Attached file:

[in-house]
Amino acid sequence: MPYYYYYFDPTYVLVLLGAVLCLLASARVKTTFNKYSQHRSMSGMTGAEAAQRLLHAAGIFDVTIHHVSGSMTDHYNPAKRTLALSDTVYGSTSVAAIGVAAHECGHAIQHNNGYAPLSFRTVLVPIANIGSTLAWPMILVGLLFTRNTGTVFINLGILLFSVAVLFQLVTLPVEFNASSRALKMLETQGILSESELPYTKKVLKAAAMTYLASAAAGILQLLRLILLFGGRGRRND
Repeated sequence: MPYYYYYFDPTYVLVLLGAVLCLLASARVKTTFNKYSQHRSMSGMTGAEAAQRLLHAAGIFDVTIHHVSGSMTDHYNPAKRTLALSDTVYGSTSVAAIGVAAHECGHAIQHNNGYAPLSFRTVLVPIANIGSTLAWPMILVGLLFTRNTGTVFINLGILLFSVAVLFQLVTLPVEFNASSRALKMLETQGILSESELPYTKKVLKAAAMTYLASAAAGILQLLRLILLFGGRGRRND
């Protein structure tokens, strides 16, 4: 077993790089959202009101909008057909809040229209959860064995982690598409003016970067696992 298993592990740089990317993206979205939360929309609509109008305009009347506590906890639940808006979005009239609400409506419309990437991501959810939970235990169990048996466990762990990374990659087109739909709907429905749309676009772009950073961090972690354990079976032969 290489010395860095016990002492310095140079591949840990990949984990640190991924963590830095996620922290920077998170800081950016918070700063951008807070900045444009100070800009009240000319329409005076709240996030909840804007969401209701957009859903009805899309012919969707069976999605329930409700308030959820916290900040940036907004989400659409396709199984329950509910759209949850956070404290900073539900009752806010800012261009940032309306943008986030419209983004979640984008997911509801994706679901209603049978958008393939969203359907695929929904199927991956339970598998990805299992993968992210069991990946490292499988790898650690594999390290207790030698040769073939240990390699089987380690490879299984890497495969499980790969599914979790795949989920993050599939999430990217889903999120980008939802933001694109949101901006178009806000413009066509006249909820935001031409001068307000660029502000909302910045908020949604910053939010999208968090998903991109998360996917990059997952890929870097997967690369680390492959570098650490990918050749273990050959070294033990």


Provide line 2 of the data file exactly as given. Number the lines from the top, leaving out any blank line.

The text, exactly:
Amino acid sequence: MPYYYYYFDPTYVLVLLGAVLCLLASARVKTTFNKYSQHRSMSGMTGAEAAQRLLHAAGIFDVTIHHVSGSMTDHYNPAKRTLALSDTVYGSTSVAAIGVAAHECGHAIQHNNGYAPLSFRTVLVPIANIGSTLAWPMILVGLLFTRNTGTVFINLGILLFSVAVLFQLVTLPVEFNASSRALKMLETQGILSESELPYTKKVLKAAAMTYLASAAAGILQLLRLILLFGGRGRRND